Dreamy nighty sleepy snoozy bye bye time
Rathfarnham Parish National School (1985-1992), The High School Rathgar (1992-1993), Newtown School Waterford (1993-1997), Trinity College Dublin (1997-2001), University of Glasgow (2002-2006)
I have a degree in general science specialising in Zoology (animal biology) from Trinity College Dublin B.A. Mod. and a Doctorate in Philosophy (which is a mark of my ability conduct scientific research) from University of Glasgow, Scotland Ph.D. for my research into why and how animals live in groups.
I have worked in the Medical Research Council in the UK researching about how where you live affects your health (2005-2006). I worked in the Mechanical Engineering Department of Trinity College with engineers interested in how bone has evolved to be a strong, light and reparable skeleton (2005-2006). I got my current job as Assistant Professor in Trinity College Dublin in 2007 and have been here happily since.
I am an Assistant Professor in Ecology and Evolutoin which means I am responsible for both teaching and research at my university.
Trinity College Dublin
Favourite thing to do in science: I like thinking about why animals have evolved to be such different shapes, sizes, colours, and why they have different behaviours. I really enjoy discussing ideas with my students and coming up with new research projects to answer our questions. Sharing our new findings by writing science papers is always exciting and hugely rewarding when our work passes the tests and can be published for all to read.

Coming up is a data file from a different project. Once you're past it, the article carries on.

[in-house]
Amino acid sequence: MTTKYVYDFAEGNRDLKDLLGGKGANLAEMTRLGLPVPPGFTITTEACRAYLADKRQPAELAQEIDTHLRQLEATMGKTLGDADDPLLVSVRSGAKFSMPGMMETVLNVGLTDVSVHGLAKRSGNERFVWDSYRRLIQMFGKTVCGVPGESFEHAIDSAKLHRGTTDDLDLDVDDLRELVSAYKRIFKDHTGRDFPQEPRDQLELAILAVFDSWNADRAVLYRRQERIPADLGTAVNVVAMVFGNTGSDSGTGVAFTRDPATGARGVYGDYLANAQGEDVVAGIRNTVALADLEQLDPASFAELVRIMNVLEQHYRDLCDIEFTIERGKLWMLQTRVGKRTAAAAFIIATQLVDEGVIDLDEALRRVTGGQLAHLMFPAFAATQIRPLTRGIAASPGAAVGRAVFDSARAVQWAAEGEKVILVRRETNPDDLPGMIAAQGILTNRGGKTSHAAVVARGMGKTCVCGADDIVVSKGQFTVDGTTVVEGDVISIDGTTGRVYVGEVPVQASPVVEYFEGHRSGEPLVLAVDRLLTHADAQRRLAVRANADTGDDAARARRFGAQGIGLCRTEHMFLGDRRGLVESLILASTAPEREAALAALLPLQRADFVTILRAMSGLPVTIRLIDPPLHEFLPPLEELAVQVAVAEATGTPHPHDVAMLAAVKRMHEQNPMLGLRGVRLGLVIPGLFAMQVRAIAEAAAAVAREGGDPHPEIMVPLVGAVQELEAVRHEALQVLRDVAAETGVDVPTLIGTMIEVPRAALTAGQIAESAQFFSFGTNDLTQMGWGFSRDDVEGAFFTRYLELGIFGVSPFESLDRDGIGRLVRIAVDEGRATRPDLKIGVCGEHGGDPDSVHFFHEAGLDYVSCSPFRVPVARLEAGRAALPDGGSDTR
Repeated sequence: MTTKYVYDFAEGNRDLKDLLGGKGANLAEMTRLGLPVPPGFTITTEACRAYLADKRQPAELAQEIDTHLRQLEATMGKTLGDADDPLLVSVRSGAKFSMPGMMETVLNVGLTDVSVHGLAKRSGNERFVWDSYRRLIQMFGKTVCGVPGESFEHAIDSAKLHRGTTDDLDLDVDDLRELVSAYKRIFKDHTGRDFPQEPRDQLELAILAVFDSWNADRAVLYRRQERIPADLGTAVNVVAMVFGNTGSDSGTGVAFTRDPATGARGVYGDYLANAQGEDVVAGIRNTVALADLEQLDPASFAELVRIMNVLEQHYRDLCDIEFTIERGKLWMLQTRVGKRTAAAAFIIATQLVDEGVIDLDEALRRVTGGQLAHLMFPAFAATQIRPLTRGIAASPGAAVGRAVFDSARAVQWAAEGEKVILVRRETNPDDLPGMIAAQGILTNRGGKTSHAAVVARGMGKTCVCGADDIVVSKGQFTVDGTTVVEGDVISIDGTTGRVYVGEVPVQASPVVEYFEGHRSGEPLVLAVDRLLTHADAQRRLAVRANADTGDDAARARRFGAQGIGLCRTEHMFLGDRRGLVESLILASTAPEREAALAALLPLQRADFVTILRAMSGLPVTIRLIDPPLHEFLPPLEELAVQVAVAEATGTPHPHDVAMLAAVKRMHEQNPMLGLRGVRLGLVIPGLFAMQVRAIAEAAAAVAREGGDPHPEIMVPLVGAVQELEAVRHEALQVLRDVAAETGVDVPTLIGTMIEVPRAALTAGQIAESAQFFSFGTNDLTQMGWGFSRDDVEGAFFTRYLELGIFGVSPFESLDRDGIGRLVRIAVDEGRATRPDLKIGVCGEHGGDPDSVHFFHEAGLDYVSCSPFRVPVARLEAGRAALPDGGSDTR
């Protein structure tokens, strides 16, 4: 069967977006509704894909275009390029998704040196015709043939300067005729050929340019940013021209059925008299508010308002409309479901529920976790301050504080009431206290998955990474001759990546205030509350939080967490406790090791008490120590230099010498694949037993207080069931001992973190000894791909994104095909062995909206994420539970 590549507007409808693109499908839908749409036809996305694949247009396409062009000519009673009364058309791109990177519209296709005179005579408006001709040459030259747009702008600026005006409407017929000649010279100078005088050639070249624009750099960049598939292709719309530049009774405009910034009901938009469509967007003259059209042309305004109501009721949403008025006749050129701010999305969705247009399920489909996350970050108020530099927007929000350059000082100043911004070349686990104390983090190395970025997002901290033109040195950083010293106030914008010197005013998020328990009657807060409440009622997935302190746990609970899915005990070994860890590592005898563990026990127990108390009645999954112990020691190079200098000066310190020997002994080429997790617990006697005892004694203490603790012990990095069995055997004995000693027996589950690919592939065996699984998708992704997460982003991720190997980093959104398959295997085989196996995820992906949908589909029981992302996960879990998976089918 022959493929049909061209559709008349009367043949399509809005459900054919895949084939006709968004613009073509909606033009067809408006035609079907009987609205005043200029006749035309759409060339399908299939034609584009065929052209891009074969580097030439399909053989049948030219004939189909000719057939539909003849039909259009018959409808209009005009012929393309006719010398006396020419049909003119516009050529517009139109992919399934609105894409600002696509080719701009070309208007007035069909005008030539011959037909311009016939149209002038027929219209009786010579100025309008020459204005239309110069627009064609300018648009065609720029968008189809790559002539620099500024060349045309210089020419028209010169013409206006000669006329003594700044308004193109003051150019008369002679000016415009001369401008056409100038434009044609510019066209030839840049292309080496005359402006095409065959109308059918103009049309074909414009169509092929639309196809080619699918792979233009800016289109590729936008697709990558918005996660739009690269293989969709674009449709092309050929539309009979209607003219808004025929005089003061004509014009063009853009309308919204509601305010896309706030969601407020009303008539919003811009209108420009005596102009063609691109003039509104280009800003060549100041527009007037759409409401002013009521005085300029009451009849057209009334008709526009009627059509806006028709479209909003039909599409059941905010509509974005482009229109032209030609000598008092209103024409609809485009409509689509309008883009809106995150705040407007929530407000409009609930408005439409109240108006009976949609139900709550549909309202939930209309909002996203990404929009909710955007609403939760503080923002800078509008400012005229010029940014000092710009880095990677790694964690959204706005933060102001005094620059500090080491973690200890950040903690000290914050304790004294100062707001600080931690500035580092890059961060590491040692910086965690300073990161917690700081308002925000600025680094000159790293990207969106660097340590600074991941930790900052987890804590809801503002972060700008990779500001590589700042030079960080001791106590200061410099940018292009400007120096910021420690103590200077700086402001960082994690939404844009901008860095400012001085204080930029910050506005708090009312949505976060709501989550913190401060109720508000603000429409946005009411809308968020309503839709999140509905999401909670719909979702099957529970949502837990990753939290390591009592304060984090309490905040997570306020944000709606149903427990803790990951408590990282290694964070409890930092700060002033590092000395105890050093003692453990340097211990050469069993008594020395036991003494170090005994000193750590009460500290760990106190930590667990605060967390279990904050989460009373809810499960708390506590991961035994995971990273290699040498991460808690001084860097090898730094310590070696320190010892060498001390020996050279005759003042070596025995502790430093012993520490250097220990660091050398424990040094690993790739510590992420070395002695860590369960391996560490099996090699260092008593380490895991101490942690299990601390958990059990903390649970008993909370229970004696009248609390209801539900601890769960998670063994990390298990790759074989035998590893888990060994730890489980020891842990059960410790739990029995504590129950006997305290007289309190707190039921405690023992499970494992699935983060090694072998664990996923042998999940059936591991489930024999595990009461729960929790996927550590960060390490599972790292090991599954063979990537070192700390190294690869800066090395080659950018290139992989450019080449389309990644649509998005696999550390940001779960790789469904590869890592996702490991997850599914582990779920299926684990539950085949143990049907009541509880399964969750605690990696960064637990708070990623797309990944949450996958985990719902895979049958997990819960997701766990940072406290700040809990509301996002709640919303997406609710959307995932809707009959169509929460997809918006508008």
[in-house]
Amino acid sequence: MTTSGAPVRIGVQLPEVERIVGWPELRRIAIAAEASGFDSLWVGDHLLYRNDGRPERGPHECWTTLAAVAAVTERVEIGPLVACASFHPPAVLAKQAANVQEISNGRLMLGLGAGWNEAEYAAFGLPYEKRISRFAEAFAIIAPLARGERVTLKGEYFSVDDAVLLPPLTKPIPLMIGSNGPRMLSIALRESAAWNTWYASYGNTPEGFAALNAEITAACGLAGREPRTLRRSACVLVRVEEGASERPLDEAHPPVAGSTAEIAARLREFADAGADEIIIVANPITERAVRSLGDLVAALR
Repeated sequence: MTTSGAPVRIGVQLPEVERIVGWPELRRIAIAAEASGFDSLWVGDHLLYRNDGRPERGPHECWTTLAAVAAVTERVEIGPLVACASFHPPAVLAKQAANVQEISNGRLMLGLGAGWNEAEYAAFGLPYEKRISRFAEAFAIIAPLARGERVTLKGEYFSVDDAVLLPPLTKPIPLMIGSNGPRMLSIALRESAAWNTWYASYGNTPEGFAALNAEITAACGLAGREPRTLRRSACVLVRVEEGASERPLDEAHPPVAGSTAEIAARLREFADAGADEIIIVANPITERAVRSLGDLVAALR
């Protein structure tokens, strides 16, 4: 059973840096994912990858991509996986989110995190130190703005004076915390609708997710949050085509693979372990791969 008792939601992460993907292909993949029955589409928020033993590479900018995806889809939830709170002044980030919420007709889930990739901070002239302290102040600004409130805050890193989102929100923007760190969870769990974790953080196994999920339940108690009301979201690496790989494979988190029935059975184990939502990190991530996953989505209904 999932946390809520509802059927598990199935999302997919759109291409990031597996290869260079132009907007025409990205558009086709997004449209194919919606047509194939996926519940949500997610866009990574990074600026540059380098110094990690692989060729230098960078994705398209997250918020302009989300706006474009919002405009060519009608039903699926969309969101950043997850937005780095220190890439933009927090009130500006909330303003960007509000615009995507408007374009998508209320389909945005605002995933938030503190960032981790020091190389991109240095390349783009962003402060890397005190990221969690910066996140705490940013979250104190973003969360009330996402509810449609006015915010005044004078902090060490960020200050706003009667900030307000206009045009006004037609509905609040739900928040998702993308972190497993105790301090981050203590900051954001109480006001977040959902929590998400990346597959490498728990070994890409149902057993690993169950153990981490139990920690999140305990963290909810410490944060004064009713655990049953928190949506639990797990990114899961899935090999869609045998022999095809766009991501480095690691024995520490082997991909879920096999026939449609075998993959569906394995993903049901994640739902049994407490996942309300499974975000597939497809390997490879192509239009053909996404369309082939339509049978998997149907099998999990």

My Work: I study why animals are different shapes and why they do different things. I am particularly interested in how animals that live in social groups resolve fights and cooperate to solve challenges like finding food and avoiding being eaten.
I work in the old Zoology (study of animals) building in Trinity College, which is a nice and inspiring place to work knowing how many scientists from previous generations worked and thought about the living world before me. I have my own office, and I also have a research office where my PhD students and other researchers work on the projects I invented.
The teaching part of my work involves standing up in front of between 20 and 250 students to give lectures and talks on various aspects of animal ecology and evolution. I also conduct research by working with a team of individuals on specific projects. These people are usually postgraduate students who have finished their degrees and are continuing their study to get a PhD which is a mark of research ability and endeavour. Aside from that, academics also tend to run the University so I have jobs that are called “administrative roles” that involve me helping others to apply for money to employ PhD students or to conduct research projects, as well as designing new courses for students to attend.
My Typical Day: I cycle in to work for 9 o’clock, then depending on the time of year do a mix of teaching, research and attend meetings before cycling home again around 5pm.
My normal day is pretty standard and is a combination of reading, writing, thinking, computer programming and meetings with students and colleagues. However, the content is hugely varied on a day-to-day basis.
Questions we are currently thinking about in my group:
Why are humans so intelligent and social?